too short, it will be difficult to start the nut if sufficient thread isn’t
available. This problem will compound if you are attempting to start a nut
with polysulfide oozing through the assembly. If in doubt, too long is
better than too short. If circumstances permit, the best 316 grade
stainless will likely have to be ordered as most local stores will not stock
this grade of hardware. Several good on-line sources exist. The bolts or
screws that secure the plate to the deck should use locking hardware, either
lock washers or lock nuts. Since there will be plenty of sealant used in
assembly, I’ve found the best combination of hardware is a lock washer with
a standard 3/8 x 16 nut. After the sealant has been cleaned up and dried,
you can finish the end of the bolt/screw with an acorn nut if desired.
Chain plate corrosion
and hairline crack warranting replacement.
Reassembly sequence is
important! If you removed the stainless rod for cleaning and lubrication,
you may have to fit that back into the hull before you put in the chain
plate. To properly orient the rod, the longer threaded portion goes down
with the shorter threaded portion screwing into the pin at the chain plate.
On all but the forward plates, it will be necessary to install the pin
BEFORE the deck bolts, i.e., during reassembly when the plate is covered
with sealant. If you fail to do this, you’ll have to pull a bolt to allow
the pin to slip in place after assembly, ruining the seal around that bolt.
Dry fit the entire assembly before you add the sealant—you’re less likely to
make a messy mistake.
To re-bed, a liberal
coating of sealant should be applied to the top of the plate as well as the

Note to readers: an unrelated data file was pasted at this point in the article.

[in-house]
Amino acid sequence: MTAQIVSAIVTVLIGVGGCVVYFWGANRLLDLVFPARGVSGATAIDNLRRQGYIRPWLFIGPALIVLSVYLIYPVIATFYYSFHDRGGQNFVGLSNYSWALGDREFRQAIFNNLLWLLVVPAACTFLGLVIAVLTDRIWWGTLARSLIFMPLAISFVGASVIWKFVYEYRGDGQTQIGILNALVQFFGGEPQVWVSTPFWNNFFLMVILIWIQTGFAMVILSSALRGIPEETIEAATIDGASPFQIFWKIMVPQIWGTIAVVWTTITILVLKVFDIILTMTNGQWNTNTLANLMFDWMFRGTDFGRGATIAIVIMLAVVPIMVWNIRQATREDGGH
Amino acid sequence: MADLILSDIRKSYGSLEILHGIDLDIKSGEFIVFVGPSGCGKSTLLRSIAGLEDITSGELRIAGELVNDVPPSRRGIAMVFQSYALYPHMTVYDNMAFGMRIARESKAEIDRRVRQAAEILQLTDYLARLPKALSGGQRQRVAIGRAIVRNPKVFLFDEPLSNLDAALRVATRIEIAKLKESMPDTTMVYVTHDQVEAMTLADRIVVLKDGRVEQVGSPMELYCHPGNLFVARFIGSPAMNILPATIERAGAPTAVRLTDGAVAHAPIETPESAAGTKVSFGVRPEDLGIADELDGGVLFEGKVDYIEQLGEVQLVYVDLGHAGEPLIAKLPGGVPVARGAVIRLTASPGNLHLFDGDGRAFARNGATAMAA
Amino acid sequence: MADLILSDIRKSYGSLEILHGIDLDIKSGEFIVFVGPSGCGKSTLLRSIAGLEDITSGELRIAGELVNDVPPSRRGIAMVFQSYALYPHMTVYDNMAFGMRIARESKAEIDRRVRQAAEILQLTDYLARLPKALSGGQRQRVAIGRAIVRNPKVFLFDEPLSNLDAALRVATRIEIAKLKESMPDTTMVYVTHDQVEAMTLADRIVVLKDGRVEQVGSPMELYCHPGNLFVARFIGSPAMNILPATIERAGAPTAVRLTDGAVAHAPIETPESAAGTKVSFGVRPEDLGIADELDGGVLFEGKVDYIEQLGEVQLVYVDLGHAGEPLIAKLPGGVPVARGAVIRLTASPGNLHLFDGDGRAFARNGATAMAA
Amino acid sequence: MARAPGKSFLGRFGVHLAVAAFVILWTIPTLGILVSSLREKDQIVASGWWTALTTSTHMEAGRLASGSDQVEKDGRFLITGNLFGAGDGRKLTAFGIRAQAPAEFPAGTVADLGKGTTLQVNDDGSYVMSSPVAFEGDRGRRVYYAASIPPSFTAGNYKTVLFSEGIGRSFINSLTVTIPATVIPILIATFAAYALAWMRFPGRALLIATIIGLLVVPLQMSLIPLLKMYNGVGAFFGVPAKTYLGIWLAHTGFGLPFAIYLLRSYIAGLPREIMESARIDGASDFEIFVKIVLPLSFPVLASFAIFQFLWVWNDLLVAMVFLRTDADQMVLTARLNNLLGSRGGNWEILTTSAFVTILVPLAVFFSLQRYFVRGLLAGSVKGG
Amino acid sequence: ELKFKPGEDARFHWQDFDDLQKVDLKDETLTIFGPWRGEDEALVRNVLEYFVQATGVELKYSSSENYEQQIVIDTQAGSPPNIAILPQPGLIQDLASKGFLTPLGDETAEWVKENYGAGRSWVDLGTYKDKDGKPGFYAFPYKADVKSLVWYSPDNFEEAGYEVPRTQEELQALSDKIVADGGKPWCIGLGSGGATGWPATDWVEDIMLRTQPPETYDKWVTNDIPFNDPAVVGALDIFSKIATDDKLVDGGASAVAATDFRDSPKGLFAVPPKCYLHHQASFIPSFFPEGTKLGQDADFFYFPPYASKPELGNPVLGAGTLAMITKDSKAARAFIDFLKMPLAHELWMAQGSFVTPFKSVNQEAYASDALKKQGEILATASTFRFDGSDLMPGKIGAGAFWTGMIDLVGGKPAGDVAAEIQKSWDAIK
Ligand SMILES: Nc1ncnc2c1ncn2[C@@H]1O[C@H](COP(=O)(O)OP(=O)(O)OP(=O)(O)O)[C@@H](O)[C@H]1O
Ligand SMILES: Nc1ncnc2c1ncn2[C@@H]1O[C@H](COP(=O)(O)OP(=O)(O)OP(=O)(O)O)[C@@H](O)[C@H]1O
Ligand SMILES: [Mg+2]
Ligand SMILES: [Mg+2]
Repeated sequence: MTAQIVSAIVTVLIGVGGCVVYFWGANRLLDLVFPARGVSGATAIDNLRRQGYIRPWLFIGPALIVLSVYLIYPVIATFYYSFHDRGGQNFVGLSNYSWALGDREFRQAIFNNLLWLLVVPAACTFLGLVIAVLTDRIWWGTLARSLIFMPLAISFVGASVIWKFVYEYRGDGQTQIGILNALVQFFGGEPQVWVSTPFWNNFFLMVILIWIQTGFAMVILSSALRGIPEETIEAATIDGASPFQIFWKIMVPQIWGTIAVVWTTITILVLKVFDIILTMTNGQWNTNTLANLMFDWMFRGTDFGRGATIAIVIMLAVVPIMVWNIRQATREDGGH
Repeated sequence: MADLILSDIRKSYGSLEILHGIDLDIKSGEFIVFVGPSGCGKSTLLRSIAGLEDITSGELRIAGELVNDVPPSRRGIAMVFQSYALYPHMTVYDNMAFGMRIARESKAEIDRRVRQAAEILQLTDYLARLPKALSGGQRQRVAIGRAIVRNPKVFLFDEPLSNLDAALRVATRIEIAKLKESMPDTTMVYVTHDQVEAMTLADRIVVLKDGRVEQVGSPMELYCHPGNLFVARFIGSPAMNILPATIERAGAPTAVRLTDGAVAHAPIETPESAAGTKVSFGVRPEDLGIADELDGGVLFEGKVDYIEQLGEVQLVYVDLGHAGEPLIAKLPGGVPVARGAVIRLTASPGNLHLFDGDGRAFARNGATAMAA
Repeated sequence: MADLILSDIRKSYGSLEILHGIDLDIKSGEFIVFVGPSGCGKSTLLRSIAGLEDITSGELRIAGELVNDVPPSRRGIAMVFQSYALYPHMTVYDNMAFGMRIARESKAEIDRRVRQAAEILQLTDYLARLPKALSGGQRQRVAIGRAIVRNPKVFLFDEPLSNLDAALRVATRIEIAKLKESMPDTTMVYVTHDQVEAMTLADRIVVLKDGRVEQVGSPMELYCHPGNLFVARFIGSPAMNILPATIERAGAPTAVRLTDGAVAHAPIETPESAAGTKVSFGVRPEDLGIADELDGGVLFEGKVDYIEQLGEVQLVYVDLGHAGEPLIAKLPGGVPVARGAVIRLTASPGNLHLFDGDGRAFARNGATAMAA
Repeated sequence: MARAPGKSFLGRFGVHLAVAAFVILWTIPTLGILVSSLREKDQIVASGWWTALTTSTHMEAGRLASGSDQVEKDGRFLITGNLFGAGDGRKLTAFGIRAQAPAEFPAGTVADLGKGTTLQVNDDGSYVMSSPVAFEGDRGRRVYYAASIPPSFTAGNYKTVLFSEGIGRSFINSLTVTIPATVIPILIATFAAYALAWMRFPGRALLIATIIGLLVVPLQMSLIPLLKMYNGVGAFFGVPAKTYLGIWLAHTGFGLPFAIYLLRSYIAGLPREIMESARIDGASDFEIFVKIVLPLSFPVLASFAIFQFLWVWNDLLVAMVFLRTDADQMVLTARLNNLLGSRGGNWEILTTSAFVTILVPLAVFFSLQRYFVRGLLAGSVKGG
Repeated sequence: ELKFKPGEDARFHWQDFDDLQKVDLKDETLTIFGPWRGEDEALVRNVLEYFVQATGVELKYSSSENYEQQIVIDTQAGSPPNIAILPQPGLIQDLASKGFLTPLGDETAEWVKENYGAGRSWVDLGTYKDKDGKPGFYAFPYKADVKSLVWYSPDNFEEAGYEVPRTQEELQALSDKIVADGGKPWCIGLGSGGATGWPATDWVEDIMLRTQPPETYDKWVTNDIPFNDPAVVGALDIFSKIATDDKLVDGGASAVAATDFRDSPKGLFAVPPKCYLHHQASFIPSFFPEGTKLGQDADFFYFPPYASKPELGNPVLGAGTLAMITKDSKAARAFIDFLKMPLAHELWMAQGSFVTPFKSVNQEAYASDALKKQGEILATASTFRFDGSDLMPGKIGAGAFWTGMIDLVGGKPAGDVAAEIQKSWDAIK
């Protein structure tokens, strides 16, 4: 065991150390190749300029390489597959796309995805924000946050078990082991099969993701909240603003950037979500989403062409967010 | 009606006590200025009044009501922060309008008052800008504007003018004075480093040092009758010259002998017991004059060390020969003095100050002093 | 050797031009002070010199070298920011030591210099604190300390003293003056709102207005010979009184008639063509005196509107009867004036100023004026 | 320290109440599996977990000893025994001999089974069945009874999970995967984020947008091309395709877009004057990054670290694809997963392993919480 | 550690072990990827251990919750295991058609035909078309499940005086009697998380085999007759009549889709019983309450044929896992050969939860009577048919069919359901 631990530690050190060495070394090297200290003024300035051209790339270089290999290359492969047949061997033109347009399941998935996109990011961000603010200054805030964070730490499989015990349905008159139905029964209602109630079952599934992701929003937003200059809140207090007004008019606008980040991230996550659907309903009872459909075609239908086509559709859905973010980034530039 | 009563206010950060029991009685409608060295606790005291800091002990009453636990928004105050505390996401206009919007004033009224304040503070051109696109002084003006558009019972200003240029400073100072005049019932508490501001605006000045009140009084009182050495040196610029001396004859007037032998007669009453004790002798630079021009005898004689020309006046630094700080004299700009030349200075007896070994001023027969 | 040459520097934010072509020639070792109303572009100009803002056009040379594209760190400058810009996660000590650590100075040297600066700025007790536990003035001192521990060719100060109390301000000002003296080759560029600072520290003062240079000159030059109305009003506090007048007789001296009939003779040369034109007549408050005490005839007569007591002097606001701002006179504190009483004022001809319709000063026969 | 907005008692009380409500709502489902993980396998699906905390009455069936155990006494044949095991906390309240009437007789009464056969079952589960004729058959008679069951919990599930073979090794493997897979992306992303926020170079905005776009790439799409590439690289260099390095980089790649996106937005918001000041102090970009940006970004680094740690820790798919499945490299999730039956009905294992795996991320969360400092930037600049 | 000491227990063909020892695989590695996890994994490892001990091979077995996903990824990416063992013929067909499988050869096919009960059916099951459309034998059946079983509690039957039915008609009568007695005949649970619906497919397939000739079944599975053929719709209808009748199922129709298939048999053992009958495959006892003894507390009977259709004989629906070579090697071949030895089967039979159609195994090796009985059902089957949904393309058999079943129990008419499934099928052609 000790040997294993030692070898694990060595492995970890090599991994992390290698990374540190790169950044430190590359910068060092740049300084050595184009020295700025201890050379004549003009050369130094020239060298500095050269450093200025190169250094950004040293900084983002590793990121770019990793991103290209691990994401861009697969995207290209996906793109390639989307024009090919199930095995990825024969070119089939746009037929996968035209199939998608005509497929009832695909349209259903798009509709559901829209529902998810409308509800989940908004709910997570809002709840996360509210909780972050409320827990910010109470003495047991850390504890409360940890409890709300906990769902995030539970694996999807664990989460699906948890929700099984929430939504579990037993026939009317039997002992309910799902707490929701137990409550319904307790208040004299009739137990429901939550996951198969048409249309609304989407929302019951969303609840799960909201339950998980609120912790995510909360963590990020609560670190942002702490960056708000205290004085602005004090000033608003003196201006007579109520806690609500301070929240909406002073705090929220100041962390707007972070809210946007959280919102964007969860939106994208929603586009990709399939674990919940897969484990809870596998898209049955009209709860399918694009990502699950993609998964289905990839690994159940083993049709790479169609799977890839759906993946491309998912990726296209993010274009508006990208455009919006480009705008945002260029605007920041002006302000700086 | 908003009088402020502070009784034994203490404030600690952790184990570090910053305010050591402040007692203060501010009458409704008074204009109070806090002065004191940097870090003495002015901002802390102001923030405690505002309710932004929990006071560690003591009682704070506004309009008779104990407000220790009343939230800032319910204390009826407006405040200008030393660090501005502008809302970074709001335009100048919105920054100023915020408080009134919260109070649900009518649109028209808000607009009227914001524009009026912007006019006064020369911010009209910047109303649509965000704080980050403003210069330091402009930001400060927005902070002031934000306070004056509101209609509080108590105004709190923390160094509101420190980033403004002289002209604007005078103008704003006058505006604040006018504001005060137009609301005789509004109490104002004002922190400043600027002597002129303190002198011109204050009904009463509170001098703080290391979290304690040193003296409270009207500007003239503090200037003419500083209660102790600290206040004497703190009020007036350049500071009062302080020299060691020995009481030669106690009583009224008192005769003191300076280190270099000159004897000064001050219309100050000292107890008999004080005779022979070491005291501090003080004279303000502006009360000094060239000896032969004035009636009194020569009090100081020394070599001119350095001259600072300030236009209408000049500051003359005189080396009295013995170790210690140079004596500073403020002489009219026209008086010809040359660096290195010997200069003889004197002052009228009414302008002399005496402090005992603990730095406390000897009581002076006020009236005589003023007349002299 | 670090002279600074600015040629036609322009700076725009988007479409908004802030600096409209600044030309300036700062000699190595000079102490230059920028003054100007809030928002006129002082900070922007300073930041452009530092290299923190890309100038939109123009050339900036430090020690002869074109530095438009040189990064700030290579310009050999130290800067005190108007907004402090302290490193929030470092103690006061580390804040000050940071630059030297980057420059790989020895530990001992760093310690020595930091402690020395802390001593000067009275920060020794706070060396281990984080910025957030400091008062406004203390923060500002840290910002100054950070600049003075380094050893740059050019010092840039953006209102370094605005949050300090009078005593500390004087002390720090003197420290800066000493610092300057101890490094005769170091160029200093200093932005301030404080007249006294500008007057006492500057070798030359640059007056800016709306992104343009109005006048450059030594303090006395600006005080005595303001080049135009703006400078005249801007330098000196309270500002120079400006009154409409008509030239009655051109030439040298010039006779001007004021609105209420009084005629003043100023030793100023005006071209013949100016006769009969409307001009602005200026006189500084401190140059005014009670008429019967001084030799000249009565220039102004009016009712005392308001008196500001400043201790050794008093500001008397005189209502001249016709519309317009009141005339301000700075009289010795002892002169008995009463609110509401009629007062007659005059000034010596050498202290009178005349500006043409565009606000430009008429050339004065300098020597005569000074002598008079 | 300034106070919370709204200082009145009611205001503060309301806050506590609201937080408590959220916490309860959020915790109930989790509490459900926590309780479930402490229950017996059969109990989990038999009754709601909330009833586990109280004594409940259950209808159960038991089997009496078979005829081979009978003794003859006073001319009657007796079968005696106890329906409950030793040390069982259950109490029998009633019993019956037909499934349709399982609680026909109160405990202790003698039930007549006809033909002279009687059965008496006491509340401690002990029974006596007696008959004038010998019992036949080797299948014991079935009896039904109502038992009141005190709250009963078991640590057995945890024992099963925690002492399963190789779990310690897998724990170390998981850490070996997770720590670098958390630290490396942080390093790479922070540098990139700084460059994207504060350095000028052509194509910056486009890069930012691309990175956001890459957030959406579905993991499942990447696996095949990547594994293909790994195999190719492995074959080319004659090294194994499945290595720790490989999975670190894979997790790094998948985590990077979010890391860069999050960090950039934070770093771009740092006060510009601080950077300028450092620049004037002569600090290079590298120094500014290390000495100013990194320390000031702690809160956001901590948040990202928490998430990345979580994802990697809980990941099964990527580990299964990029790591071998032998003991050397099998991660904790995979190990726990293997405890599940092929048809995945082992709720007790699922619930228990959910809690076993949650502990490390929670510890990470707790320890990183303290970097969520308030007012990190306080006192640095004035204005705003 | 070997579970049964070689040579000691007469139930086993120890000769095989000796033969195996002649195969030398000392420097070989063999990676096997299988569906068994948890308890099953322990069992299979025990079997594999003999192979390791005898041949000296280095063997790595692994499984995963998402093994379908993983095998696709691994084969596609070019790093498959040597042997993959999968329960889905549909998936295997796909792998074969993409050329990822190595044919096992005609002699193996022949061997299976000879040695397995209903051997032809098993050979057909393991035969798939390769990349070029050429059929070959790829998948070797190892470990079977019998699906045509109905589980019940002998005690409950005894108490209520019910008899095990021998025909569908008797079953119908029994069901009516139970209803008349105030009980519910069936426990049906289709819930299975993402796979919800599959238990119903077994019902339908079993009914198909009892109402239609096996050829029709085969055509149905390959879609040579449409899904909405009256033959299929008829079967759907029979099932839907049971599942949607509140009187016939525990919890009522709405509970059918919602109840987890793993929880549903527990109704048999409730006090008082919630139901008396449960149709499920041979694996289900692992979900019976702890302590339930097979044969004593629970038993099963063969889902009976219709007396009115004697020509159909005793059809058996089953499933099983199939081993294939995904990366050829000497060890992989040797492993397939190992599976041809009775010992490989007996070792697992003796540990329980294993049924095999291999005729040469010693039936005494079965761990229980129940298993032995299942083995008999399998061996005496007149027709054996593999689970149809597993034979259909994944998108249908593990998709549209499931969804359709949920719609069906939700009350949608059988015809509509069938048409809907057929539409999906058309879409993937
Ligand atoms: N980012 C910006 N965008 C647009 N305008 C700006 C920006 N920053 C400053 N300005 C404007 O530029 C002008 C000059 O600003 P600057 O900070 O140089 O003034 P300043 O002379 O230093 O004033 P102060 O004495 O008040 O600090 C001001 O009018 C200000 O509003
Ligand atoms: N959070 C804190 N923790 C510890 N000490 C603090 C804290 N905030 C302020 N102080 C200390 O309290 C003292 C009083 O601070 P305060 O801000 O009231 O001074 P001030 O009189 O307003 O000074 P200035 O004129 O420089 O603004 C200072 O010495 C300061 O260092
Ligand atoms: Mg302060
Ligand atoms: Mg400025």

area around the weld. The goal is to fill the hole in the deck from the
bottom up to ensure an adequate seal. Ensure that you’ve removed the
cushions and put down adequate drop cloths or plastic as there will be quite
a bit of sealant that is squeezed out during assembly. It will take an
entire tube of sealant to properly bed all six plates. It’s worth having an
extra on hand to ensure that you don’t run out with half a plate covered in
wet sealant. The plates can be installed by one person if you work
carefully as you can get adequate access through the open port lights. If
you are working alone, it’s easier if you replace the screws with hex head
bolts, since it’s much easier to hold on to a wrench than a screwdriver with
your arm extended through the open port light. It’s also easier to put the
final torque on the nut after the sealant has dried without turning the bolt
if you can use a wrench to hold it in place instead of a screw driver.
To re-install the
plates, the first step after dry assembly and fit check is to apply a thick
bead of sealant to the bolts under the head and fender washer. The standard
washers installed by the factory should be replaced with fender washers to
distribute the load over a greater deck area, minimizing chances of
compression damage. Some sealant should also be applied to the bolt hole
itself. The bolts should then be pressed into place through the deck.
Ensure that the nuts are readily available, and insert the plate from below
with the bolts protruding through the holes. You can then slide a lock
washer into place and hand tighten the nuts while pushing down on the bolt
heads from above. Alternatively, you can build an inexpensive tool to pull
the chain plate into place using a wing nut and a nylon zip tie.
Tool used to pull chain
plate into place with sealant through the deck. The wing nut is loosened to
allow the eye bolt to extend and a nylon zip tie is slipped in place through
the hole in the chain plate. The zip tie is then pulled tight and the wing
nut fastened to pull the plate into place. There is sufficient room to then